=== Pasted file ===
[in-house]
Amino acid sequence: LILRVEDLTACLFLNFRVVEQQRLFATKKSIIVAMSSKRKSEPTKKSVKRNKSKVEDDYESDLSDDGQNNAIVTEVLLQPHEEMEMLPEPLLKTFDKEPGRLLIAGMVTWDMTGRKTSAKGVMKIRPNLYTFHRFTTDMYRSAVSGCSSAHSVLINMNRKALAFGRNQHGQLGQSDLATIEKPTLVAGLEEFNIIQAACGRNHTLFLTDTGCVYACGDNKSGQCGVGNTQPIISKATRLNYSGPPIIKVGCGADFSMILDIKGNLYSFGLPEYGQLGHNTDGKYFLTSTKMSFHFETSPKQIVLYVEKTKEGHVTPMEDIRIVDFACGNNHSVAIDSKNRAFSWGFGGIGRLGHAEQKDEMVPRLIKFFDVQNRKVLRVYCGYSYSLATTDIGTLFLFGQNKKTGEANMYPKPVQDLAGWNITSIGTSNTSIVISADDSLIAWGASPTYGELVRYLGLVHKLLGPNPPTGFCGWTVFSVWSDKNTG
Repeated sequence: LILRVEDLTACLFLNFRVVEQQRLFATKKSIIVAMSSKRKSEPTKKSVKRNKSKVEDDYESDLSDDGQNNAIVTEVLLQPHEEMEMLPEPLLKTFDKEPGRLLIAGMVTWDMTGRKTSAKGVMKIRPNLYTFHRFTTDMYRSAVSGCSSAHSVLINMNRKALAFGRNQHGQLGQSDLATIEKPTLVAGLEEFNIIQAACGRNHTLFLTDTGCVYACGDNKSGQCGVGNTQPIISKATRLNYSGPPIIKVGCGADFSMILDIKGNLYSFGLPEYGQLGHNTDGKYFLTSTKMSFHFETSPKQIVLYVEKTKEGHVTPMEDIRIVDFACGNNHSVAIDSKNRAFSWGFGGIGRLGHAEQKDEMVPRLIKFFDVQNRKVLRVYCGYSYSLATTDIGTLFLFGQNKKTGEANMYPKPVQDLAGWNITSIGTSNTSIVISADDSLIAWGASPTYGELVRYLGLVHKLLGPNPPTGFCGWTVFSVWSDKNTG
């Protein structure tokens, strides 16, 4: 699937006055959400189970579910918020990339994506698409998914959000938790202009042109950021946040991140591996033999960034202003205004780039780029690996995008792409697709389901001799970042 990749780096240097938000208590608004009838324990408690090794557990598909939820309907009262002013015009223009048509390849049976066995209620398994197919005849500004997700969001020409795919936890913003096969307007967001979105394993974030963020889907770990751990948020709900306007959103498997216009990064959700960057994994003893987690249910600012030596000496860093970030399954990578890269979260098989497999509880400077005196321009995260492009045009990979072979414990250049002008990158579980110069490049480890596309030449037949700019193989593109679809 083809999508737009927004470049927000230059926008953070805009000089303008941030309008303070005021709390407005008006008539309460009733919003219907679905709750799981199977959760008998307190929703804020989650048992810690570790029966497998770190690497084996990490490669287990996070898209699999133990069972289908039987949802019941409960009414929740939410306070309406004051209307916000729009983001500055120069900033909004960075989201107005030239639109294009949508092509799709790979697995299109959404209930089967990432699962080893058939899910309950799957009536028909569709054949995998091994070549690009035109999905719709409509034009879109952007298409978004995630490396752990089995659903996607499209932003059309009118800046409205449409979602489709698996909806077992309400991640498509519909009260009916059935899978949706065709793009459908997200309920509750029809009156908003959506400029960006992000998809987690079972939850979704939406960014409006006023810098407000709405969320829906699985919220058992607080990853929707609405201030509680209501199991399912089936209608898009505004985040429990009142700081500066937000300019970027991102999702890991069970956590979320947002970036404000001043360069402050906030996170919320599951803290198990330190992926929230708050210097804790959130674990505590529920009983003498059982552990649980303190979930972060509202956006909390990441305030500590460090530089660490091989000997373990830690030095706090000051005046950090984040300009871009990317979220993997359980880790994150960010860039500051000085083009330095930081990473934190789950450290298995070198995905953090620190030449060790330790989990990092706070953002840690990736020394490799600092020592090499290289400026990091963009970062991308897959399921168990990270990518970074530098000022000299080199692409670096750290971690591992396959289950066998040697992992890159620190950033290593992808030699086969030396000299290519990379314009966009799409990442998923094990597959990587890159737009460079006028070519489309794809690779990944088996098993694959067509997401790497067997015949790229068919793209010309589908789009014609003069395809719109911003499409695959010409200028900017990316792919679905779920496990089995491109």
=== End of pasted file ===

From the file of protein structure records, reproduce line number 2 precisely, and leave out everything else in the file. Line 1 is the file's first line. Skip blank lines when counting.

Amino acid sequence: LILRVEDLTACLFLNFRVVEQQRLFATKKSIIVAMSSKRKSEPTKKSVKRNKSKVEDDYESDLSDDGQNNAIVTEVLLQPHEEMEMLPEPLLKTFDKEPGRLLIAGMVTWDMTGRKTSAKGVMKIRPNLYTFHRFTTDMYRSAVSGCSSAHSVLINMNRKALAFGRNQHGQLGQSDLATIEKPTLVAGLEEFNIIQAACGRNHTLFLTDTGCVYACGDNKSGQCGVGNTQPIISKATRLNYSGPPIIKVGCGADFSMILDIKGNLYSFGLPEYGQLGHNTDGKYFLTSTKMSFHFETSPKQIVLYVEKTKEGHVTPMEDIRIVDFACGNNHSVAIDSKNRAFSWGFGGIGRLGHAEQKDEMVPRLIKFFDVQNRKVLRVYCGYSYSLATTDIGTLFLFGQNKKTGEANMYPKPVQDLAGWNITSIGTSNTSIVISADDSLIAWGASPTYGELVRYLGLVHKLLGPNPPTGFCGWTVFSVWSDKNTG